The Core Alu also has an altitude log. If you have not owned an altimeter watch, this may not seem like a big deal. However, once you start using your watch, this often becomes the most-used feature.
It keeps track of skiers' laps and true vertical height gained. It can store up to 10 logs. It also has five different recording intervals (to help save battery life if you need it) of one, five, 10, 30, and 60 seconds that are adjustable. It also features a neat altitude differential that tells you how much elevation you have gained and lost over one trip.
The Core Alu also features a graph that shows both altitude and barometric pressure trends (not at the same time). We appreciate that this feature is included. Its output is much better than the Casio PRW-6000Y, but not nearly as nice as other GPS-based contenders like the Garmin Fenix 5x Plus Sapphire, Suunto Ambit3 Peak, or Suunto Traverse.
You can adjust the angle of declination of this compass. With some setup, you can record and follow compass bearings. In general, the compass is regularly accurate given proper daily calibration. However, we would recommend that if you're doing serious off-trail exploration, bring a map and compass for better reliability.
Like its competition, the Core Alu features basic timekeeping features. It has a stopwatch, countdown timer, one alarm, and sunset/sunrise reference based on what your reference city is set to. We also like that it has a dual time option that shows you the time in a different time zone. This is helpful if you're traveling and want to pre-set the time to the location you're heading to. That said, all the GPS-watch contenders provided an automatic adjustment, which we thought was a little more convenient. Additionally, if you're looking for more than one alarm, check out the Casio watch options which all feature five alarms.
The display is decent. The mineralized crystal face is highly durable and easy to see in regular light.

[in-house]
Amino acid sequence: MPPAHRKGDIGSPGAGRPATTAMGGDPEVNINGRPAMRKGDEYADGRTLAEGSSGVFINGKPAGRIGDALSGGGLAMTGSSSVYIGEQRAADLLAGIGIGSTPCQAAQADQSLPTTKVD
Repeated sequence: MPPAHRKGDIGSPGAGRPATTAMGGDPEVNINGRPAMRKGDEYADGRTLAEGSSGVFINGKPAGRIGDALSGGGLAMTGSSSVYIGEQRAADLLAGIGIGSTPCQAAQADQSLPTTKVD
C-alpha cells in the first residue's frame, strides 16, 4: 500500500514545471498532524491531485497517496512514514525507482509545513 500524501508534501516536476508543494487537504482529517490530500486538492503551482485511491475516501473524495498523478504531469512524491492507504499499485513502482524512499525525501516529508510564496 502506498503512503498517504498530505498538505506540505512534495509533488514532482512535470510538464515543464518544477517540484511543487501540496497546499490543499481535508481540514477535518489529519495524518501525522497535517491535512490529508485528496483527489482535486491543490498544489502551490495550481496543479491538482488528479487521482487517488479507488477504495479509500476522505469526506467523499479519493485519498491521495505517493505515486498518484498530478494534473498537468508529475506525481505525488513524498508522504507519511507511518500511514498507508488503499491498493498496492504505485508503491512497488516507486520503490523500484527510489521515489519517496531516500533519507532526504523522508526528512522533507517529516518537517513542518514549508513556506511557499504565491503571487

It is much nicer than the basic block readouts of the Casio models, but not nearly as sleek as any of the other higher end Garmin and Suunto models. The font style is a little pixel-ish, and you can't invert the display background like on the Ambit3 Peak and Traverse.
One minor drawback is that the backlight is dim in comparison to the GPS watch options. Take a look at the picture below for a comparison.
Comfort and Fit
This watch is one of the more comfortable models. We love the silicon strap with an ergonomic fit. It is lighter and less chunky than other feature-laden models.
The thin profile also fits easily over and underneath clothing, which cannot be said for behemoths like the Garmin Fenix 5x Plus Sapphire. Overall, it's a comfortable and nicely fitting watch that doesn't stand out too much if you wanted to wear it in non-outdoor settings as well.
This Best Buy Award winner is a great option for those on budget. With this watch, you're getting a classic altimeter option that provides accurate and precise functions. It's also comfortable and comes in a variety of style and color options.
Other models of the Core have many of the same features as the aluminum version for $219. If you're looking for something even less expensive, check out our other Best Buy winner, the Casio SGW300HB that has a retail price of $65.
This basic altimeter watch is well-suited for any vertical excursion. Since the battery life is long, you can take it with you on treks into remote terrain. Similar to other watches that we tested, this model slows down a little in the cold, so using it in temperatures that dip below -4 degrees F is not ideal unless you wear it underneath some clothing. In all, it's a great hiking, backpacking, and mountaineering option.
If you're looking for a high degree of accuracy at a sale price, a watch in the Core Alu line is a great place to start. It provides you with the all the basics — altimeter, barometer, and compass — and features a high performance and durable construction. Wear it on your next big adventure or at the office.
— Amber King and Ben Applebaum-Bauch